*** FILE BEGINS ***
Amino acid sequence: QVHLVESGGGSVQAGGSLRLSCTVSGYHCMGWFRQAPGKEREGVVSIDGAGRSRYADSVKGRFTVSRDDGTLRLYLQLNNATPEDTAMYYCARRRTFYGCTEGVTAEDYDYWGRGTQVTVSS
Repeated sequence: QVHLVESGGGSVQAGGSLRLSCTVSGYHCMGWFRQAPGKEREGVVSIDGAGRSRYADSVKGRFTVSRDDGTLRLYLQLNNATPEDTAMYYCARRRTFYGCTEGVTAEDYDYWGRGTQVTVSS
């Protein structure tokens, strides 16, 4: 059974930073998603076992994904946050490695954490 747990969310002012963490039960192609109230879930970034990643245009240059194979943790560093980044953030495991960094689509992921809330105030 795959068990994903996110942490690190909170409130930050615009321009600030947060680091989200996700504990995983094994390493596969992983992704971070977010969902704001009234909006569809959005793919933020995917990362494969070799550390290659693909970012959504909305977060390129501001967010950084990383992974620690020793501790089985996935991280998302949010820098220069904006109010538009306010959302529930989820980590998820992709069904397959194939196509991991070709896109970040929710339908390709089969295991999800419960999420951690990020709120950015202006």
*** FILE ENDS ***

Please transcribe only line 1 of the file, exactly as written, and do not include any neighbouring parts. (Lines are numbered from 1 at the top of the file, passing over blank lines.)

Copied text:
Amino acid sequence: QVHLVESGGGSVQAGGSLRLSCTVSGYHCMGWFRQAPGKEREGVVSIDGAGRSRYADSVKGRFTVSRDDGTLRLYLQLNNATPEDTAMYYCARRRTFYGCTEGVTAEDYDYWGRGTQVTVSS